The files that MTC made available to me in May included the revelation about the deal with Estolano LeSar Perez Advisors, the consultancy co-owned by Toni Atkins’ wife Jennifer LeSar. The $450,000 contract with LeSar’s consultancy represented a $250,000 add-on to MTC’s original contract of $200,000 with her business. The add-on, signed by Heminger and LeSar and effective on January 1, 2018, stipulated that MTC would pay Estolano LeSar Perez to “Prepare for and Attend up to Nine (9) Technical Committee Meetings” in 2018 at $90,000 a meeting. But in 2018, the CASA Technical Committee met not nine but 11 times. It stands to reason that MTC again extended the contract, paying LeSar’s business another $180,000 for work related to two additional meetings and bringing the total compensation to $630,000.

And that’s just the payments to Estolano LeSar Perez. What about the rest of the funding for CASA in the eight and a half months since I made my initial Public Records Act request about such funding? MTC has refused to make public those expenditures.

The secret New York City junket

The files MTC sent me on January 10 included a table listing the names of 23  participants in the New York trip and sources of their funding that passed through MTC. MTC paid for the public officials; the San Francisco Foundation paid for the participants associated with private entities. Two of the public officials were lame ducks: Nick Josefowitz and Pradeep Gupta. Instead of attending on December 6 what would have been his last meeting as a member of the BART Board, Josefowitz went to New York City on the public’s dime. In the table, TSSF stands for The San Francisco Foundation. I’ve added individuals’ affiliations.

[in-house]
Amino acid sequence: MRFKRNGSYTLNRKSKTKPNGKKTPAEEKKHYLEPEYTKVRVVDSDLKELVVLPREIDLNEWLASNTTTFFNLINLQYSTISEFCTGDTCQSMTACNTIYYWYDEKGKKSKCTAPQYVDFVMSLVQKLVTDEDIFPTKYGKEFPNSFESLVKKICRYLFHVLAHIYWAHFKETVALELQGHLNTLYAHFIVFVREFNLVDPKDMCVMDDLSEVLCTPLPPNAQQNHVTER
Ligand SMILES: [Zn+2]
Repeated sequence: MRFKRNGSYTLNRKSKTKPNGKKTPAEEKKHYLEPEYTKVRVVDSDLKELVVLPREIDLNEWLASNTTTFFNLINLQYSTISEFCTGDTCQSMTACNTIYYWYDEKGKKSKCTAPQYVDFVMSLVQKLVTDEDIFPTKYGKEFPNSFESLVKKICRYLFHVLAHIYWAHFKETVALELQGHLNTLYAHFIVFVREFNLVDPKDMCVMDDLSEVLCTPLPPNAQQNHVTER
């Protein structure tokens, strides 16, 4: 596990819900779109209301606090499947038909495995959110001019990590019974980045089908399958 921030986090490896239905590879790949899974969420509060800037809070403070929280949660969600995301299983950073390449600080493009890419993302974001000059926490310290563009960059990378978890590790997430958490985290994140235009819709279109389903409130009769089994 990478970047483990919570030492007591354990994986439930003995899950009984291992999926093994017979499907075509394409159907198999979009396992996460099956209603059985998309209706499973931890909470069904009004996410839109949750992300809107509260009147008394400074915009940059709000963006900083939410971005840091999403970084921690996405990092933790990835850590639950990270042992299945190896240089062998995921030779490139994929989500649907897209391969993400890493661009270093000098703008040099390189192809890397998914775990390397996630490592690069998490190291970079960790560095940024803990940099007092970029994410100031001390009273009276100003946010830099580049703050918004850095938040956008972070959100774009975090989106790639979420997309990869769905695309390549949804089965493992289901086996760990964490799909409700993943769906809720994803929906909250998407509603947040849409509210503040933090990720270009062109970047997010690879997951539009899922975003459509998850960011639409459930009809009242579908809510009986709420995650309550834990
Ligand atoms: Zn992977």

UPDATE/CORRECTION: Josefowitz tells us he paid for his own trip.

Alfredo Pedroza, Napa County Supervisor


David Cortese, Santa Clara County Supervisor


David Chiu, State Assemblymember (D, San Francisco) and Chair of Assembly’s Housing and Community Development Committee


Nick Josefowitz, BART Boardmember and  MTC


Jake Mackenzie, Rohnert Park City Councilmember and Chair, MTC


Judson True, Chief of Staff, Assemblymember Daivd Chiu


Julie Combs, Santa Rosa City Council


Julie Pierce, Clayton City Council


Ken Kirkey, Director of Integrated Planning, MTC/ABAG


Libby Schaaf, Mayor of Oakland, MTC


Pradeep Gupta, South San Francisco City Council, ABAG Executive Board


Rebecca Long, Government Relations Manager, MTC/ABAG


Steve Heminger, Ex. Director MTC


Vikrant Sood, Principal Planner and CASA Program Manager, MTC/ABAG